Singapore stories by Singapore's largest independent publisher of fiction and non-fiction for all ages.

We have many female heroes (and superheroes), but some of our favourites are those who have created heroes of their own—women doing wondrous work as writers.

For this year's International Women's Day, we thought we'd shine the spotlight on our local female literary heroes who have created their own female heroes within the pages of their books. Here are some of them: 

Once We Were There by Bernice Chauly. A successful journalist, Delonix Regia (incidentally, that's the scientific name of the flame of the forest—which befits her fiery personality), seems to have everything: a loving husband, a beautiful daughter and bright future. But one day, her baby girl disappears, and the evidence points to child traffickers. Delonix decides to go after them and ends up in the underbelly of the city, facing dangers at every corner with nothing but her grim determination to save her child. But it comes at a cost—the question is can Del pay the price? 

The Lights That Find Us by Anittha Thanabalan. On Deepavali, Shreya's jealousy of her brother's bond with her dad causes her to do something that splits her family—an act that she has regretted every moment since. One day, she gets a visit from a spiritual being who shows her what needs to be done to mend that rift. But righting the wrong isn't as easy as slapping on a band-aid, and the path of penance is a painful one.

The Gatekeeper by Nuraliah Norasid. The winning novel of the 2018 Singapore Book Awards centres around Ria, who can turn people to stone with just one look. She and her sister Barani are banished to the underworld community where beings marginalised from society seek shelter. While acting as a gatekeeper to defend them, she meets a human, Eedric. His presence poses a conundrum when she starts falling for him, as Ria has to choose between the familiar world that's rooted in the past or a future that's mired in uncertainty—which could possibly lead to disastrous results.

Sofia and the Utopia Machine by Judith Huang. In this YA thriller, Sofia, like any teenager, has dreams of a better life that's void of schoolwork, nasty schoolmates and adults who just don't understand. So when she finds a portal that allows her to build her dream world, her own personal utopia, she is understandably excited. Unfortunately, that portal happens to be part of an experiment by the authorities, who don't like young girls messing about with their things. 

Misdirection by Ning Cai. In this first book of the Savant Trilogy, Parkour champ Maxine Schooling wakes from a three-year coma to learn that she is the sole survivor of a murderous attack that killed her family. She decides to find the killer and avenge her family, but there's another problem: a serial killer is on the loose—and Maxine could possibly end up being the next target.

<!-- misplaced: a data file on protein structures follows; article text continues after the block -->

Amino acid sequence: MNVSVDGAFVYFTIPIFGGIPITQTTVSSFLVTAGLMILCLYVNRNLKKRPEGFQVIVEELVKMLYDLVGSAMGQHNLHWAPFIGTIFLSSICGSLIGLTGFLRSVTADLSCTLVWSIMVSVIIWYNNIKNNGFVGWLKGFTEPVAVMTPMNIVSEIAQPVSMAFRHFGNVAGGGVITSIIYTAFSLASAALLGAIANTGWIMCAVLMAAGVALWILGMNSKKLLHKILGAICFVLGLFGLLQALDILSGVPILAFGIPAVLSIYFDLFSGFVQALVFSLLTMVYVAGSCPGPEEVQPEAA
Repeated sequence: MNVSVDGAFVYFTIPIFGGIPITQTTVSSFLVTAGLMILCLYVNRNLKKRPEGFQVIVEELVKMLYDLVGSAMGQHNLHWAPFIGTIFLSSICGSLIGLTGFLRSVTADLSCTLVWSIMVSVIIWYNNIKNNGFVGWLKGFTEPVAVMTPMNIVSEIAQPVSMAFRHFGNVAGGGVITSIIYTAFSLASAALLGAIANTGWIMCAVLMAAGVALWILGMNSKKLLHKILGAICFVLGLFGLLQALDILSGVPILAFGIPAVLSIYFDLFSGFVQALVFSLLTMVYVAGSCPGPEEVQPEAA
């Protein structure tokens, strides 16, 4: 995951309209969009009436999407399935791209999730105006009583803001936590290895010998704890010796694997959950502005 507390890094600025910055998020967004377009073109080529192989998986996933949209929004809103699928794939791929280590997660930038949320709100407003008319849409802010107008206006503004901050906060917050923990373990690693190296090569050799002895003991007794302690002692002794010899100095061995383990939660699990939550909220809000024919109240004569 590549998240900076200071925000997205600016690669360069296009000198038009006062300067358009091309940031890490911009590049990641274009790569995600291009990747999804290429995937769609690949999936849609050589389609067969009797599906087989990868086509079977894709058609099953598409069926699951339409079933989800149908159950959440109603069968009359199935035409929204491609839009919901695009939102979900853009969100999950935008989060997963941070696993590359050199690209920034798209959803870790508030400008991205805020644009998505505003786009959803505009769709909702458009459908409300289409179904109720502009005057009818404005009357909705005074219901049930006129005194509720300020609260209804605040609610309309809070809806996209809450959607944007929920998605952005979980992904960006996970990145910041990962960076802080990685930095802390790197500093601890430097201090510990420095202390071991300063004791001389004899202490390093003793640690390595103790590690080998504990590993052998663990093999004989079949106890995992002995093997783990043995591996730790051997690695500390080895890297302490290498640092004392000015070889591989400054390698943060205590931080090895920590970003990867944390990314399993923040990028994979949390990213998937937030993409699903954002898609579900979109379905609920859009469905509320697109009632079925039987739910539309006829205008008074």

Inheritance by Balli Kaur Jaswal. Amrit, a young woman, is seen as the black sheep of her family. So when she disappears for several days, the family's big fear is that some harm will befall her—it's that she’ll do something in public that will make them look bad. However, when she finally returns, she seems to be a totally different person. The debut novel of one of Singapore's top contemporary female writers is an interesting look at life in Singapore that is both familiar and foreign at the same time. 

Nimita's Place by Akshita Nanda. In 1944 India, Nimita Khosla is forced into a life dictated by her parents and political instability, as she is compelled to move. Decades later, her granddaughter Nimita flees to Singapore to carve a new life and escape the trappings she sees back in India. Two women, separated by distance and time, find themselves facing the same quandaries—can they overcome them? 

Teaching Cats to Jump Hoops by You Jin. A teacher finds herself confronted with a class of misfits and loners, rebellious dropouts and overbearing, even abusive parents. But despite all this, she is determined to reach out to her students. Cultural Medallion winner You Jin's warm and humorous novel is a must-read for those who want to know what it truly means to be a real-life superhero. 

The Good, the Bad and the PSLE by Monica Lim. When you're a mum to two kids facing the biggest trials of their lives—school—you have to take everything with a pinch of salt. Or in Ling's case, probably a 2kg bag's worth. From dealing with exam stress (for Ling, not her kids) to trying to be the perfect mum, it's a rollercoaster ride that will long be remembered. 

Goodbye, Mount Emily by Low Ying Ping. The thrilling finale in the Mount Emily series sees best friends Patsy and Elena facing the biggest uncertainty in their lives—finishing their 'O' Levels and leaving school. But there's also unfinished business with the Midnight Warriors—time travellers that can threaten their existence forever—can Patsy and Elena come out top (an also ace their final exams)?


Check out our full collection of female writers here

March 04, 2020 by Accounts Team EB